In addition to preserving these core elements, the current renewal legislation also addresses many other pressing issues. It updates labor and environment provisions to reflect the current standards and challenges. It provides for strong and enforceable rules against barriers to U.S. agricultural products and, for the first time, the current legislation deals with currency manipulation by setting up a directive on currency manipulation. It also addresses restrictions on cross-border data flows, which, in the aftermath of the Edward Snowden disclosures, have become a serious problem as countries in Europe and Latin America are moving to establish cross-border data restrictions.
Updating U.S. law to address these issues is important to the current trade deals the U.S. is negotiating with the Eurozone and Asian Pacific countries. These two trade agreements, the TTIP and the TPP, offer tremendous opportunities for U.S. exports. The TTIP countries purchased $460 billion in U.S. goods and services in 2012 while the eleven TPP countries, the fastest growing economics in the world, represented 40% of the entire U.S. exports for the same year.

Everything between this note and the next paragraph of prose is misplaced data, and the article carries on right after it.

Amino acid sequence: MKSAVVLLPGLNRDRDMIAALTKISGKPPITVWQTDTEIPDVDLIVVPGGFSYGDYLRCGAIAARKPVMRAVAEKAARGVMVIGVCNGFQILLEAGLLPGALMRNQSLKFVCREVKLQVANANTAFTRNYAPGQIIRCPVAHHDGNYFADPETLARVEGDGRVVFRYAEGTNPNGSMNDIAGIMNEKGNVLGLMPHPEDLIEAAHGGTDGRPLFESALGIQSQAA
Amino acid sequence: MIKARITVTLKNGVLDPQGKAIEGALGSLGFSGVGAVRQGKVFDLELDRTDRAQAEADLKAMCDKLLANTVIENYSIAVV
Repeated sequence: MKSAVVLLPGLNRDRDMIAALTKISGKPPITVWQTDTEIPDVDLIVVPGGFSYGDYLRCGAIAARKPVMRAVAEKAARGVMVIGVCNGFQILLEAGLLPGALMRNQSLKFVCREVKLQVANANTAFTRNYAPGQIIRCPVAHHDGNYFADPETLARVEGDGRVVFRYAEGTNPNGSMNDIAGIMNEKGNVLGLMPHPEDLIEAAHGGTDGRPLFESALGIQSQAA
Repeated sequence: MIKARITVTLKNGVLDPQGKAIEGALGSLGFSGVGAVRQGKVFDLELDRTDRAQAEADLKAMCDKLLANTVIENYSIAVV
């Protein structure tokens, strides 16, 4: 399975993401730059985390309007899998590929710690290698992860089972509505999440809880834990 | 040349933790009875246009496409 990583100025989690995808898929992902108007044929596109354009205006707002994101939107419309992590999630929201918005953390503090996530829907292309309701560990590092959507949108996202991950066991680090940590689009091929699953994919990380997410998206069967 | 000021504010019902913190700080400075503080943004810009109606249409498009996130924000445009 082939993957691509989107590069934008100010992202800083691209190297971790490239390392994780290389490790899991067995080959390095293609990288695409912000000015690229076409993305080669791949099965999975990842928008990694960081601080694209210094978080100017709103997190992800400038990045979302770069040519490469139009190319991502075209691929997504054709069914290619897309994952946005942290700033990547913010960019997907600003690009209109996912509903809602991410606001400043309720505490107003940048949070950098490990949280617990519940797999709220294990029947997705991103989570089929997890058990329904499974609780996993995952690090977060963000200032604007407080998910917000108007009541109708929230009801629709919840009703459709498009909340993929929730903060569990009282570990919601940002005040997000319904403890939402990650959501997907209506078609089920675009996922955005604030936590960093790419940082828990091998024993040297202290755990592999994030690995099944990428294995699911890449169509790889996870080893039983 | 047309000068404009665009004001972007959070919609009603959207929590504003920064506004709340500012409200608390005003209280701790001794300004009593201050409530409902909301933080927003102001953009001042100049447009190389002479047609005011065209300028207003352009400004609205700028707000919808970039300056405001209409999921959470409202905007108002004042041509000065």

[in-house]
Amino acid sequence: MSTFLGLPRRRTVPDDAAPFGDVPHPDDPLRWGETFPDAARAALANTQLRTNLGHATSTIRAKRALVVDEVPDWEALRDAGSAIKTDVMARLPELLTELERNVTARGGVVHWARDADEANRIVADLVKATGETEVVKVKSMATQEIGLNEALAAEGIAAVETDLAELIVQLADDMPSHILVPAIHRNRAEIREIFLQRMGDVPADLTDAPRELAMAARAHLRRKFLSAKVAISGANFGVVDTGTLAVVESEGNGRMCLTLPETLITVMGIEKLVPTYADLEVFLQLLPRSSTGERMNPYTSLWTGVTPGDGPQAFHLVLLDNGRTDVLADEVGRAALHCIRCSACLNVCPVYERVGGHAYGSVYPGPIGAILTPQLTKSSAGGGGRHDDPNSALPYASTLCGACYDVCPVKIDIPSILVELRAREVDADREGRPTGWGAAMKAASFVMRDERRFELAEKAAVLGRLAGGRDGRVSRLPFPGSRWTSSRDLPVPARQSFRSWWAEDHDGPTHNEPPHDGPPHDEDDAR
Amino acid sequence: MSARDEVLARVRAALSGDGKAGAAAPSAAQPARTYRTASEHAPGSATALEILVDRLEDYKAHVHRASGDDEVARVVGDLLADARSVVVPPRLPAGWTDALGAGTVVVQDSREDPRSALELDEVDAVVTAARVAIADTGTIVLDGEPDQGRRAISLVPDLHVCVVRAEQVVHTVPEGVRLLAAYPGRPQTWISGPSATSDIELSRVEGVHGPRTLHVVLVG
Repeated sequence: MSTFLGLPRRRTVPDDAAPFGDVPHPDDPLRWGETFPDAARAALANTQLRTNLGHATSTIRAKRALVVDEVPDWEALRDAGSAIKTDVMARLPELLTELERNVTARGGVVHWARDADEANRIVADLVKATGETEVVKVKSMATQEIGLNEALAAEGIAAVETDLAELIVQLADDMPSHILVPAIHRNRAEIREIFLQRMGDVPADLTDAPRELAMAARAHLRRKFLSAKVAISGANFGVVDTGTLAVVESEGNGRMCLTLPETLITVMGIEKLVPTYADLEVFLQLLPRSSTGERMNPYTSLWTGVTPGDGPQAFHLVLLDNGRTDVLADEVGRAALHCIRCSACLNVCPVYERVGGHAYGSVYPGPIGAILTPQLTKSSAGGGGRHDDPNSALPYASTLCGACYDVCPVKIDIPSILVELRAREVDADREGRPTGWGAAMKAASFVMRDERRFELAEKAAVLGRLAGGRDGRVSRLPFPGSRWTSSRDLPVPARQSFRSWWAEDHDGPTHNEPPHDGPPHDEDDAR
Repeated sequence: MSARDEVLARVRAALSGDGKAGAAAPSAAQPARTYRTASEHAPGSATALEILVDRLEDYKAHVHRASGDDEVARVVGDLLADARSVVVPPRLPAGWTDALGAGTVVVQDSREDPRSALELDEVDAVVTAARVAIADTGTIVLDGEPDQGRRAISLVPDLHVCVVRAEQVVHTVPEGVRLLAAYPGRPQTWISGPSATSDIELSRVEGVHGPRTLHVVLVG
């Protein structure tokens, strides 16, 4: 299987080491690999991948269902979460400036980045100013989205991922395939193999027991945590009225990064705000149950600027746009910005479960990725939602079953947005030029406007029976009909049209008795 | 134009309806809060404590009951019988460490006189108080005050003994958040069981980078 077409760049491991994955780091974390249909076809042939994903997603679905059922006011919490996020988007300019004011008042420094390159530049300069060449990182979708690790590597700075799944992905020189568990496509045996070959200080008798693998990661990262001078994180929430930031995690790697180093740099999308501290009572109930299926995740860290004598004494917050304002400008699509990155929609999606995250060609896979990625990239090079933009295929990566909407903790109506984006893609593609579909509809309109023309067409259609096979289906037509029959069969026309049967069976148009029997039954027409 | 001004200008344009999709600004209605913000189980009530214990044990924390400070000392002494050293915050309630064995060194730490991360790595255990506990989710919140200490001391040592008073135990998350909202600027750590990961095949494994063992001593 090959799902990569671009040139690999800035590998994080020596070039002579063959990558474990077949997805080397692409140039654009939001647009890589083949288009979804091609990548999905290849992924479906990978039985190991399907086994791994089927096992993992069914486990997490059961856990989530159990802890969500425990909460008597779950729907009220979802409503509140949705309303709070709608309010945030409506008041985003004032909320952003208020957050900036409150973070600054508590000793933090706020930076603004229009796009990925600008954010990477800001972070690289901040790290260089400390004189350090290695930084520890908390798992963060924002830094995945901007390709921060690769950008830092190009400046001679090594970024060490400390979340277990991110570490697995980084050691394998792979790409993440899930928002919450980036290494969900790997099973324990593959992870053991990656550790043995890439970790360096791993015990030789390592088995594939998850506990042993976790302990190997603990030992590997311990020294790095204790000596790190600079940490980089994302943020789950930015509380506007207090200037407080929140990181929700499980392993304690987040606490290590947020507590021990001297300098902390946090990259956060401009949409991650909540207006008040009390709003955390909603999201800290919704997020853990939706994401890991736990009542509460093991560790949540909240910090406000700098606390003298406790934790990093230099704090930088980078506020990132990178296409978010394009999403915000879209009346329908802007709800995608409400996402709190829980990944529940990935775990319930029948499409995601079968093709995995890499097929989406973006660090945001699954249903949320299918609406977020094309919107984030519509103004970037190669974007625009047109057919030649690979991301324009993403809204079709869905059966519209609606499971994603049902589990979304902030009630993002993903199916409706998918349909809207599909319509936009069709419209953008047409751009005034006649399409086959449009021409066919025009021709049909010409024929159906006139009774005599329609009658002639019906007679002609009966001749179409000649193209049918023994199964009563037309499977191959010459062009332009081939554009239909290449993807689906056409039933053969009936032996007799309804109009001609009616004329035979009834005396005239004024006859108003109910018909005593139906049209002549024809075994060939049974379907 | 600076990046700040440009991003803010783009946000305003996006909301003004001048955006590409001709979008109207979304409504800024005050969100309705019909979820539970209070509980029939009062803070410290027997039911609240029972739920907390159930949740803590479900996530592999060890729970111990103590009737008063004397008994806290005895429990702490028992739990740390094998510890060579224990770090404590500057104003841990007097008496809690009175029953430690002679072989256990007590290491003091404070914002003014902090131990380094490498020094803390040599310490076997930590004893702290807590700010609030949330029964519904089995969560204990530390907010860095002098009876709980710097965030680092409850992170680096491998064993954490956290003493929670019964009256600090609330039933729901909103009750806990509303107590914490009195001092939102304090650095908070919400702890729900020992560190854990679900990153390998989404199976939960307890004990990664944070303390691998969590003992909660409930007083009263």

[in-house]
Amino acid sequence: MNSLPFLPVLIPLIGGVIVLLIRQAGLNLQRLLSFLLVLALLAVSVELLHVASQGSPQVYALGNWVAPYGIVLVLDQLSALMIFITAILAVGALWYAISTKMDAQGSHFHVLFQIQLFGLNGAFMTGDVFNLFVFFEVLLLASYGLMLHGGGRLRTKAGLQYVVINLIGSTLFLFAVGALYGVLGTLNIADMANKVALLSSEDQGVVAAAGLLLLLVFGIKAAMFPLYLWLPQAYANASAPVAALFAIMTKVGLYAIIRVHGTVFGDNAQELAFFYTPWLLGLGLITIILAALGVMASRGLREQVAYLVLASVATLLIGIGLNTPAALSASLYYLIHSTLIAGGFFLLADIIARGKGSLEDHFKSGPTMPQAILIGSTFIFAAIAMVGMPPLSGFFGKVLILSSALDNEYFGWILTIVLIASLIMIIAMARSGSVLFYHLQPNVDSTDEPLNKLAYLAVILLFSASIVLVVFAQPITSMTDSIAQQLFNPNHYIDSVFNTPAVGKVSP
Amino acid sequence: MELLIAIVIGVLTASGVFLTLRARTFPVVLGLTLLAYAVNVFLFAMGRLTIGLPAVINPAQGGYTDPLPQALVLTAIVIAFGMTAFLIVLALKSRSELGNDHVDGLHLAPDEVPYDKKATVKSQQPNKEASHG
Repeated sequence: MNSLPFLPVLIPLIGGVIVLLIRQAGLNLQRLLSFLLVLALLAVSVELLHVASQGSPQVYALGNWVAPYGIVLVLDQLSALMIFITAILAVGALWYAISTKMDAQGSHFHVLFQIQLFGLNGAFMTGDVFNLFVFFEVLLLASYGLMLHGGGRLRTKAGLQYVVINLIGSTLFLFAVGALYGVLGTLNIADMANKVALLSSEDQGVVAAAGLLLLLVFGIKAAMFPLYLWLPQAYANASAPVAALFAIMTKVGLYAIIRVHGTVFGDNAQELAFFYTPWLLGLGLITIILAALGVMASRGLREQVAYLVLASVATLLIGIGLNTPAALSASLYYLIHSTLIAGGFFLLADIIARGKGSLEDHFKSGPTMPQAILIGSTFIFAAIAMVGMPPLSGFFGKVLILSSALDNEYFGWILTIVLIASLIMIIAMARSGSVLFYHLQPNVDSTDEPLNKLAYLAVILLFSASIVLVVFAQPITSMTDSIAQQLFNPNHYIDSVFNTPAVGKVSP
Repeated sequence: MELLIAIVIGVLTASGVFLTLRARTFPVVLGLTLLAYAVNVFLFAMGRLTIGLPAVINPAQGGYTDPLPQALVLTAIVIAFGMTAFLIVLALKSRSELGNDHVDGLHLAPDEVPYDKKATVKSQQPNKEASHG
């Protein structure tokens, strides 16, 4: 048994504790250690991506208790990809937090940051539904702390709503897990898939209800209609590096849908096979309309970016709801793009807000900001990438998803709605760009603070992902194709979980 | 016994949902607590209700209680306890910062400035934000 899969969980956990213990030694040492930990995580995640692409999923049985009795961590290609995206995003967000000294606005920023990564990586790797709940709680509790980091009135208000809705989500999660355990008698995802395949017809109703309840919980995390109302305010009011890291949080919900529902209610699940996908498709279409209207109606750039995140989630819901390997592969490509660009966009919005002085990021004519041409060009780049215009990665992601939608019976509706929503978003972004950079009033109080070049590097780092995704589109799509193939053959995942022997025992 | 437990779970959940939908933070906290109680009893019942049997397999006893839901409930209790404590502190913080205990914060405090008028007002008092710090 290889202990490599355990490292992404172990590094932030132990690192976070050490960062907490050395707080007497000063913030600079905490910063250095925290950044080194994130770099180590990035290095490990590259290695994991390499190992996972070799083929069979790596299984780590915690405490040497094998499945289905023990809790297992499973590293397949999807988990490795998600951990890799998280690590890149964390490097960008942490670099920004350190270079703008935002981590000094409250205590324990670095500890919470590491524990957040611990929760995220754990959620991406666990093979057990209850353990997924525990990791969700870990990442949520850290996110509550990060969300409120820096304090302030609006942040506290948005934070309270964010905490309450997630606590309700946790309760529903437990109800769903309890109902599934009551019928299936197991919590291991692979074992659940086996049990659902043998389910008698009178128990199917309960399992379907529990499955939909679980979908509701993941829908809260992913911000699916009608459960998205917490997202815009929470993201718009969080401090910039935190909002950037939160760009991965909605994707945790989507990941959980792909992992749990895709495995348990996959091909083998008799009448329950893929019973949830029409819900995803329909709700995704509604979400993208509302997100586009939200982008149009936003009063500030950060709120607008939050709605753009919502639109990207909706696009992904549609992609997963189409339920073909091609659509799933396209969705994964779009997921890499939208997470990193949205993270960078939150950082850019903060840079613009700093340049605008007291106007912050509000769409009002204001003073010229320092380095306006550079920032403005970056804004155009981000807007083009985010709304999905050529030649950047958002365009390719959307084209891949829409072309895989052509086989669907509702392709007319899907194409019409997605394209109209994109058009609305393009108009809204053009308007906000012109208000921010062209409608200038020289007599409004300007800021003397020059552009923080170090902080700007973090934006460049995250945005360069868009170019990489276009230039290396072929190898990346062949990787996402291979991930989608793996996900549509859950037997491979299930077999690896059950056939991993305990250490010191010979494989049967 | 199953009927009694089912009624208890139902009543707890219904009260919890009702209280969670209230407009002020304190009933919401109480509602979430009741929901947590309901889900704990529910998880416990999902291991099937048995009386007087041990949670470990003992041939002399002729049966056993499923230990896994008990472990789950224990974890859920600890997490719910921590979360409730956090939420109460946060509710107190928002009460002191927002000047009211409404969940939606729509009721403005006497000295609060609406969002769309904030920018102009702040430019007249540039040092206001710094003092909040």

According to the office of the U.S. Trade Representative, every $1 billion dollars in exports of U.S. goods and services support 5,000 American jobs. The $460 billion exports to the Eurozone supported 2.4 million jobs in the U.S. in 2012. Expansion in American exports since 2009 has added an additional 1.3 million jobs to the economy.
These two trade agreements are crucial opportunities for the U.S. in this ever-competitive globalized economy. Achieving them expeditiously requires renewal of the TPA.